Planting combinations to make your heart sing...

Updated: May 18, 2021

White stems of Betula with purple aliums and white iris great colour combinations in the garden

Above: The white stems of Betula utilis var. jacquemontii come alive with the lush green backdrop and are complemented by the light coloured natural stone bench together with the white Iris, foxgloves and more. Then those luscious purple Aliums and more blue and deep red tones introduce some wonderful contrast.

STOP AND LOOK It's the key to happiness. How often do you go about your business without really seeing anything?

The spaces between 'things', the colours, shapes, patterns, size, shadows... there's so much to see in just one tiny space. Take planting. Some combinations are glorious, but you barely notice if you just walk by. Here's some of our favourites from a July planting viewpoint:

Hary geranium 'Rozanne' with a rusty cat growing in the garden

Above: Hardy geranium 'Rozanne' is set off by its foliage, but also makes a great contrast with the rusty metal cat and white background.

IT'S NEVER TOO LATE TO START introducing some imaginative planting and features into a garden. Got a bare wall; a raised bed; an empty spot in the border? Consider climbers and scramblers such as Clematis, passiflora (passion flower), wall shrubs and low-growing, spreading herbs such as thyme or prostrate rosemary. Use plants to soften edges and to blend the hard landscaping with the soft.

Herbs rosemary and thyme growing over a  white garden wall

The bare wall (above) has been effectively softened by the aromatic, creeping rosemary (left) and the bright green lemon thyme (right). What's more, they can be used in the kitchen too. Make your garden work for you.

Fences are (generally) the most ugly feature of a garden. Especially stained orange/brown! Do you really enjoy staring at those basic, vertical panes of nothingness? Did you know that a standard fence panel offers you more than three square metres of planting space? A modern garden might have around 18 or so fence panels. That's more than 54 metres of planting opportunity.

fluffy seedheads of clematis in a garden setting

Clematis not only produce the most amazing flowers, but many of them have fluffy seedheads too.

There's further great advantages to clothing your fences with climbers. It blurs your boundaries and makes your garden appear to be larger. It also offers excellent hiding places for birds and other beneficial creatures. Improving biodiversity is hugely important for the planet and for us humans too.

Ladybird on lavender flower

Did you know that a ladybird is capable of eating 50 aphids per day? So not only does it aid pollination, provide food for other creatures and look beautiful, but it helps your plants to keep healthy too.

THINK ABOUT COLOURS. There are contrasting tones that appear on the opposite side of the colour wheel. Then there are adjacent tones that are calm and harmonious. Every colour can be traced back to three basic colours: red, yellow and blue. These are primary colours.

Highly contrasting tones create excitement and energy, such as red and blue or green; purple and orange or yellow. Colour hues that appear next to each other are harmonious. Each creates a mood and a theme. There's temperature to consider too - reds, oranges and yellow are 'hot' or at least 'warm' and green, blue and purple are 'cool'.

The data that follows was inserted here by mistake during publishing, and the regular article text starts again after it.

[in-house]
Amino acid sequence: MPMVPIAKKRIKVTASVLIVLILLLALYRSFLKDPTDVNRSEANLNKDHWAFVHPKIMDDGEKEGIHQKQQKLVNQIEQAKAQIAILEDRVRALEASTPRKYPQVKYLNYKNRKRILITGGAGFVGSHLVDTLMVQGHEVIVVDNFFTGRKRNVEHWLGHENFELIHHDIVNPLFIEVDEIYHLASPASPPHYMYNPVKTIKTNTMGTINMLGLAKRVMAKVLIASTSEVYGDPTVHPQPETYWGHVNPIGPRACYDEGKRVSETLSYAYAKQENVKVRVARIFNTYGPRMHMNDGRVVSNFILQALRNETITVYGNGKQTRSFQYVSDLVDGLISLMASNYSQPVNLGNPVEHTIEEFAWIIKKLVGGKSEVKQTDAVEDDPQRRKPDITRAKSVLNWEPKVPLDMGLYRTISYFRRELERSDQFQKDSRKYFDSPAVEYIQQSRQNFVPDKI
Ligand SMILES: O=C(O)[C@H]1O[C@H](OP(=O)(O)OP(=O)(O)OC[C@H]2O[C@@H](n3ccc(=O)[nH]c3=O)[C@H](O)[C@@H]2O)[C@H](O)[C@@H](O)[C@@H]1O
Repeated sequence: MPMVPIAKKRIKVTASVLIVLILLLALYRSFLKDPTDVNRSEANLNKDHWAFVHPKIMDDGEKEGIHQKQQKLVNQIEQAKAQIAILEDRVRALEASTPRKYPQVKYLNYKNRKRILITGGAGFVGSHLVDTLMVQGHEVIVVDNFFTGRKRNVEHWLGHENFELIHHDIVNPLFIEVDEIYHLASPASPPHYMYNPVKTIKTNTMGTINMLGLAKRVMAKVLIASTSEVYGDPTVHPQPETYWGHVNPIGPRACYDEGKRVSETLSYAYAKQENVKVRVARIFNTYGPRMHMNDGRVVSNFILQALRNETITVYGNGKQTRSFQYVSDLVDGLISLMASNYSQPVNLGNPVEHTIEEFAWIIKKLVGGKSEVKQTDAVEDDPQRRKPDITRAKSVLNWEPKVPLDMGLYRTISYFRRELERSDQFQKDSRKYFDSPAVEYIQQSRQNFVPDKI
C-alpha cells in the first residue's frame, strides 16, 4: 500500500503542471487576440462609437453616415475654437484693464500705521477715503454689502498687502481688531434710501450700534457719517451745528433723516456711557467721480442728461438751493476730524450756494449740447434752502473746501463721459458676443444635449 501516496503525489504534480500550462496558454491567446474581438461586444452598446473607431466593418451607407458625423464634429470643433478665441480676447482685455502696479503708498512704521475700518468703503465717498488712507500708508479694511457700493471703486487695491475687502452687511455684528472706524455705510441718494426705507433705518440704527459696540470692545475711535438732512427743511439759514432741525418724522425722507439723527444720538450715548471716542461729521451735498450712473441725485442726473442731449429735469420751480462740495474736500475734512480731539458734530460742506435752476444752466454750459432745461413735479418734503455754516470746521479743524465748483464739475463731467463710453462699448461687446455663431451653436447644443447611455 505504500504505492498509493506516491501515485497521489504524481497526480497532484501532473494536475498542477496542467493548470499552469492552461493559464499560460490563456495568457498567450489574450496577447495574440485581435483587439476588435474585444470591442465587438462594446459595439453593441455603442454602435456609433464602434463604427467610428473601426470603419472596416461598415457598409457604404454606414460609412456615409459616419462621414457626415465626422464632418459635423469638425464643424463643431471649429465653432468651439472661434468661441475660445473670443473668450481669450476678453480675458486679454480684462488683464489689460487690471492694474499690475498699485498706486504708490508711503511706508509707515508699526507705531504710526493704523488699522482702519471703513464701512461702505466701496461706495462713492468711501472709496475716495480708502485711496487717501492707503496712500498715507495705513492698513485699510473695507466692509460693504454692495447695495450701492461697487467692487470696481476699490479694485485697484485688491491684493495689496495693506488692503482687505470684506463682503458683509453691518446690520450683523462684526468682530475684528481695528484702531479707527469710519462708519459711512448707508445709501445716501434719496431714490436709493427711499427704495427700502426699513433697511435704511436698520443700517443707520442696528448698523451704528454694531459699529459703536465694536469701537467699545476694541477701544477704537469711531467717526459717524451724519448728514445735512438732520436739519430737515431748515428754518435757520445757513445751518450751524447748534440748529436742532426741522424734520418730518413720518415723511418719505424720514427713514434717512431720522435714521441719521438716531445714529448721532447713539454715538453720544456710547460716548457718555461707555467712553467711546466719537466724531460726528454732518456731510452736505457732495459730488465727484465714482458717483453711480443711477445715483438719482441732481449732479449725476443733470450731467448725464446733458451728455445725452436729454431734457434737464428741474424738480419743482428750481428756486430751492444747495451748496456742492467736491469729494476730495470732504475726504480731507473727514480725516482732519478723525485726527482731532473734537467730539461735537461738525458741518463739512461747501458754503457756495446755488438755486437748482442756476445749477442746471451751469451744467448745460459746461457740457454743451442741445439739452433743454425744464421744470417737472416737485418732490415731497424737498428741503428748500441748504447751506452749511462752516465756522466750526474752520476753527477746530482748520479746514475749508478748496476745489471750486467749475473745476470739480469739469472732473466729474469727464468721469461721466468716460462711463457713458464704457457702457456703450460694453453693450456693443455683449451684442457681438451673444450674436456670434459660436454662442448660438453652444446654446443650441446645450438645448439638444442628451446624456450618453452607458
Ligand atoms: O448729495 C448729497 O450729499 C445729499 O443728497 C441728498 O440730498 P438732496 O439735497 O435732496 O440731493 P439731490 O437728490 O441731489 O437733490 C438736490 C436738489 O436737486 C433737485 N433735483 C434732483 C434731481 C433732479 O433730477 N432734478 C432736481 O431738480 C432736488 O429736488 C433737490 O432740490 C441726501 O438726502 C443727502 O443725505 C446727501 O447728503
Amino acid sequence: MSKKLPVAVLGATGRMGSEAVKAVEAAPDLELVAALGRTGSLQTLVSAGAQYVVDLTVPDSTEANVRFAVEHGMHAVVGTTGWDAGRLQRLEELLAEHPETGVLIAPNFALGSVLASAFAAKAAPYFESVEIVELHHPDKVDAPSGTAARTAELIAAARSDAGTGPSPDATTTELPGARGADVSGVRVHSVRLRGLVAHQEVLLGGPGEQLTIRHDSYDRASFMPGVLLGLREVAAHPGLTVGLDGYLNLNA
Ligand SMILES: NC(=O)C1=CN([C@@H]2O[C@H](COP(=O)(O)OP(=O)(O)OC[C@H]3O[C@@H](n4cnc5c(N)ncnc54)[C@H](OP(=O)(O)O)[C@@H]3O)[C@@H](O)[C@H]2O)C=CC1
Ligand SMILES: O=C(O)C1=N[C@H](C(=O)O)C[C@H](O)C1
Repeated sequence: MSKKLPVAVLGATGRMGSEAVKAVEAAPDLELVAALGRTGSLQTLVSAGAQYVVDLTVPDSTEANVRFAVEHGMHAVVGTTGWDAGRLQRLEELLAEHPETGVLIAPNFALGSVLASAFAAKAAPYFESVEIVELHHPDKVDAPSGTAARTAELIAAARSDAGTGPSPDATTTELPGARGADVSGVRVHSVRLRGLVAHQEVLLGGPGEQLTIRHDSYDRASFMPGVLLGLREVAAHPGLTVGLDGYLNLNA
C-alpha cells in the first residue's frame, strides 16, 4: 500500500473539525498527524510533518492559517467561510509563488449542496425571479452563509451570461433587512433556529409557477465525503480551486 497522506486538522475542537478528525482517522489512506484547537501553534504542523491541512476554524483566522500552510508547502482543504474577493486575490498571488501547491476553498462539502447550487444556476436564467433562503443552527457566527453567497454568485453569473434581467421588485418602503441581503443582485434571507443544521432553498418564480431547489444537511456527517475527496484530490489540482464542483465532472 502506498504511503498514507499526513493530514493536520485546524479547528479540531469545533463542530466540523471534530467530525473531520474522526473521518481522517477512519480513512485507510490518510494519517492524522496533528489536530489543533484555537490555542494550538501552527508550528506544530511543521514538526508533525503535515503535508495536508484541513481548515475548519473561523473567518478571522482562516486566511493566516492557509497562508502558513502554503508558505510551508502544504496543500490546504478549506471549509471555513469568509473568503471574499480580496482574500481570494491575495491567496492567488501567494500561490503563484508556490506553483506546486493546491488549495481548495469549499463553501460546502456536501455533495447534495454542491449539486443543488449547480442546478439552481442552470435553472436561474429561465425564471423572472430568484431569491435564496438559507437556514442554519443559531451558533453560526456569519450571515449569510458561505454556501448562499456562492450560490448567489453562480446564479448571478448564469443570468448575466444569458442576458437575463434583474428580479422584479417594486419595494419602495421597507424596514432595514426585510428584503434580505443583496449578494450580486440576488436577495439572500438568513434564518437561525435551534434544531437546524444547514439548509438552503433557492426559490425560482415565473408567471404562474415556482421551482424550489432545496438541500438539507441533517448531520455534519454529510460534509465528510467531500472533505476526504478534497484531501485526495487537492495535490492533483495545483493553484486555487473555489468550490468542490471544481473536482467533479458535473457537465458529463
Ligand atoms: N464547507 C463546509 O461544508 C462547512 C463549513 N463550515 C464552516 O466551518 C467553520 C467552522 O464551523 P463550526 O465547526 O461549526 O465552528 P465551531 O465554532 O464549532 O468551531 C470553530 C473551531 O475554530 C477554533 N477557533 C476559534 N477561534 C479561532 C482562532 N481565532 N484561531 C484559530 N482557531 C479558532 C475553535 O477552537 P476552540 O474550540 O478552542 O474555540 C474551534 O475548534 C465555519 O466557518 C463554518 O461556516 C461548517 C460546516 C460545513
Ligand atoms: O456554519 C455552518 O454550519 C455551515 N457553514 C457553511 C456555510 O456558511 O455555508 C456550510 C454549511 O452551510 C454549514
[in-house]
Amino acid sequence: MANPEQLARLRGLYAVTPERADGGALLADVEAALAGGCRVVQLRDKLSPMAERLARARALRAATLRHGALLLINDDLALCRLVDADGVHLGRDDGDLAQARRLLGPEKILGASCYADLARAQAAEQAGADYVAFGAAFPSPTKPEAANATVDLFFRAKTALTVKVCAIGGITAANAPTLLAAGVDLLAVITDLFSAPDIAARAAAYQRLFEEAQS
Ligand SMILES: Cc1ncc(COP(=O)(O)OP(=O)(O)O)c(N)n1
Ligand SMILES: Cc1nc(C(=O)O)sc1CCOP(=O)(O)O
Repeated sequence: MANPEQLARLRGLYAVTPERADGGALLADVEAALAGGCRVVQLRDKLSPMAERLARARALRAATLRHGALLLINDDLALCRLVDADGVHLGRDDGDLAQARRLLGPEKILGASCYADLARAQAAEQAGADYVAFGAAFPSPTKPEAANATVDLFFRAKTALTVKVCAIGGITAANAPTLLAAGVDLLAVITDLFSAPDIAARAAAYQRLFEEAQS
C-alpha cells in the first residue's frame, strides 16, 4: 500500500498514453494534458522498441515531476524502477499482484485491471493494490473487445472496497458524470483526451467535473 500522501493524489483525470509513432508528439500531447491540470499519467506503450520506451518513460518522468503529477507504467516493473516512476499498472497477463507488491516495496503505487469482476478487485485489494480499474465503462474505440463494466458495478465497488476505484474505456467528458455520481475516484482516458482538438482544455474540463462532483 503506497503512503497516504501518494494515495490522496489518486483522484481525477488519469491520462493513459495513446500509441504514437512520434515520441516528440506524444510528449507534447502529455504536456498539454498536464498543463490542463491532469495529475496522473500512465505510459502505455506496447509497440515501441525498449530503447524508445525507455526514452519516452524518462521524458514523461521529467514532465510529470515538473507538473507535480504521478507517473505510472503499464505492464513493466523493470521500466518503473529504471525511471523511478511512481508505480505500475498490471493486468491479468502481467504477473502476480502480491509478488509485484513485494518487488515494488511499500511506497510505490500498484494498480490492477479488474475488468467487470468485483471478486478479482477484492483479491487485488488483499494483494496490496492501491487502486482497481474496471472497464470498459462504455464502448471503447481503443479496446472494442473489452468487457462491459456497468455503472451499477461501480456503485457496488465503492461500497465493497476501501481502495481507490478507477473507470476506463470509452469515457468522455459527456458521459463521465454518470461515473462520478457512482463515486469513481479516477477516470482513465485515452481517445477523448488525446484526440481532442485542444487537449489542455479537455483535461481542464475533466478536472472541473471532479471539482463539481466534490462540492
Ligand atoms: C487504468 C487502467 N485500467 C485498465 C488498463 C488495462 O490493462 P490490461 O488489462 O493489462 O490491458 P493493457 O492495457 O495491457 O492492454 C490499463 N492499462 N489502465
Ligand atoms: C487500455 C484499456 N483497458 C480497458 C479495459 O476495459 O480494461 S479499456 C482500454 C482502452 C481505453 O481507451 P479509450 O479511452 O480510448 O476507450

colour wheel

Visualising colour in terms of a simple colour wheel allows you to appreciate the maximum contrasts

Creating a colour theme in a garden is a lot of fun. It also helps you to decide what to plant. Although there's always more things too consider, including the aspect (how much sun do the plants require?) and the type of soil (some plants won't survive in a boggy soil, for example).

Acer palmatum with ornamental grass Hakonechloa make a great contrast in colour

Contrasting colours of the dark red Acer palmatum (above) together with ornamental grass Hakonechloa macra 'Aureola' create a dynamic visual treat. But there's more to consider... both of them prefer to be in partial shade and the Acer likes acidic soil.

There are plenty of things that a novice gardener can try in order to introduce some colour, fun and organisation into a garden. It doesn't need to involve large amounts of cash either.

  • Plant annuals in pots for instant impact.

  • Utilise unusual containers for added interest.

  • Place groups of pots together for greater effectiveness.

  • Tidy away rubbish.

  • Sweep and clean the patio and paving.

  • Mow the lawn and trim the edges.

colourful flower pots with plants

Develop a theme that draws your garden together rather than random things dotted about. Groups of similar items make a great show.

NONE OF THIS IS ROCKET SCIENCE. It's all about giving people (yourself included) things to look at and enjoy. A little thought goes a long way. Pay attention to detail and you will suddenly realise that you are noticing more. Gardens and the outdoors are truly life-enhancing!

yellow, orange and russet red foliage and flowers

A colour clash can be a truly positive treat. These three tones (above) lift the spirits. Oxidalis and trailing Begonia.

Phormium 'Jester' and Alstroemeria 'Indian Summer' in the garden

This Phormium 'Jester' (above) together with the vibrant yellows, oranges and reds of Alstroemeria 'Indian Summer', continue a colour theme along the raised bed, thus drawing the theme of the garden together.

If there's just one thing you do for yourself before the summer ends, give your garden a bit of a makeover. Even planting one shrub, perennial or filling a pot will make a difference. But two or three would be even better!

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